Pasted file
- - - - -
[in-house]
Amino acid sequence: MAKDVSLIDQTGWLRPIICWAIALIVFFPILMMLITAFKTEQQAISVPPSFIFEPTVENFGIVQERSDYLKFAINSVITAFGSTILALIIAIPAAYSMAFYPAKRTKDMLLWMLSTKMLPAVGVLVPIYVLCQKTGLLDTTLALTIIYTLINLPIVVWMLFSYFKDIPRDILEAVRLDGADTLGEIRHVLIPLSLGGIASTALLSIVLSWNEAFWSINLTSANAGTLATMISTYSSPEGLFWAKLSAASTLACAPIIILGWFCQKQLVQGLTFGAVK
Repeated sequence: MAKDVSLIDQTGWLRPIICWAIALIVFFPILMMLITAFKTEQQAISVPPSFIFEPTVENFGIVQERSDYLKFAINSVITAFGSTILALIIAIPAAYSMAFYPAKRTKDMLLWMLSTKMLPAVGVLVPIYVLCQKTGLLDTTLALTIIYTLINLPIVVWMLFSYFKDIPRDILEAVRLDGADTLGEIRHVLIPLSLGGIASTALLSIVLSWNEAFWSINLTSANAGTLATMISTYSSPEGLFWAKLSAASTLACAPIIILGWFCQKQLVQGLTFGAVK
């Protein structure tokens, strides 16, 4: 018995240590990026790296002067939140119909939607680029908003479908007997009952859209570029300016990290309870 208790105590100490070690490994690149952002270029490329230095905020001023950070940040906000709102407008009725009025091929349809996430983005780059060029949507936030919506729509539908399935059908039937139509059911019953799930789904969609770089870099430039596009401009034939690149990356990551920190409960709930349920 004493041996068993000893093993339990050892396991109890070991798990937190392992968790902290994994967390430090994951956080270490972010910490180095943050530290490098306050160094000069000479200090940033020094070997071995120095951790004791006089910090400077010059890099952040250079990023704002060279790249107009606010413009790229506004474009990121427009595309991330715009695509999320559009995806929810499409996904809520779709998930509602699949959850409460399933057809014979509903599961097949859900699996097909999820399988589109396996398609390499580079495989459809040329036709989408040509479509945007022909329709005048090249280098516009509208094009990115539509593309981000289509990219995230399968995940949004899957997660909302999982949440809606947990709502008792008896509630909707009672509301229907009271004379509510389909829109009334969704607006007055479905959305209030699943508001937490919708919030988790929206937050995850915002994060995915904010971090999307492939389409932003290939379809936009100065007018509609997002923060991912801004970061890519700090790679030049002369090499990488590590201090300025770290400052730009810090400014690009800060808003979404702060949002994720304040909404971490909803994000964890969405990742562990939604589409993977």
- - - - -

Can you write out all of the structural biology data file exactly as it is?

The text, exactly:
[in-house]
Amino acid sequence: MAKDVSLIDQTGWLRPIICWAIALIVFFPILMMLITAFKTEQQAISVPPSFIFEPTVENFGIVQERSDYLKFAINSVITAFGSTILALIIAIPAAYSMAFYPAKRTKDMLLWMLSTKMLPAVGVLVPIYVLCQKTGLLDTTLALTIIYTLINLPIVVWMLFSYFKDIPRDILEAVRLDGADTLGEIRHVLIPLSLGGIASTALLSIVLSWNEAFWSINLTSANAGTLATMISTYSSPEGLFWAKLSAASTLACAPIIILGWFCQKQLVQGLTFGAVK
Repeated sequence: MAKDVSLIDQTGWLRPIICWAIALIVFFPILMMLITAFKTEQQAISVPPSFIFEPTVENFGIVQERSDYLKFAINSVITAFGSTILALIIAIPAAYSMAFYPAKRTKDMLLWMLSTKMLPAVGVLVPIYVLCQKTGLLDTTLALTIIYTLINLPIVVWMLFSYFKDIPRDILEAVRLDGADTLGEIRHVLIPLSLGGIASTALLSIVLSWNEAFWSINLTSANAGTLATMISTYSSPEGLFWAKLSAASTLACAPIIILGWFCQKQLVQGLTFGAVK
């Protein structure tokens, strides 16, 4: 018995240590990026790296002067939140119909939607680029908003479908007997009952859209570029300016990290309870 208790105590100490070690490994690149952002270029490329230095905020001023950070940040906000709102407008009725009025091929349809996430983005780059060029949507936030919506729509539908399935059908039937139509059911019953799930789904969609770089870099430039596009401009034939690149990356990551920190409960709930349920 004493041996068993000893093993339990050892396991109890070991798990937190392992968790902290994994967390430090994951956080270490972010910490180095943050530290490098306050160094000069000479200090940033020094070997071995120095951790004791006089910090400077010059890099952040250079990023704002060279790249107009606010413009790229506004474009990121427009595309991330715009695509999320559009995806929810499409996904809520779709998930509602699949959850409460399933057809014979509903599961097949859900699996097909999820399988589109396996398609390499580079495989459809040329036709989408040509479509945007022909329709005048090249280098516009509208094009990115539509593309981000289509990219995230399968995940949004899957997660909302999982949440809606947990709502008792008896509630909707009672509301229907009271004379509510389909829109009334969704607006007055479905959305209030699943508001937490919708919030988790929206937050995850915002994060995915904010971090999307492939389409932003290939379809936009100065007018509609997002923060991912801004970061890519700090790679030049002369090499990488590590201090300025770290400052730009810090400014690009800060808003979404702060949002994720304040909404971490909803994000964890969405990742562990939604589409993977």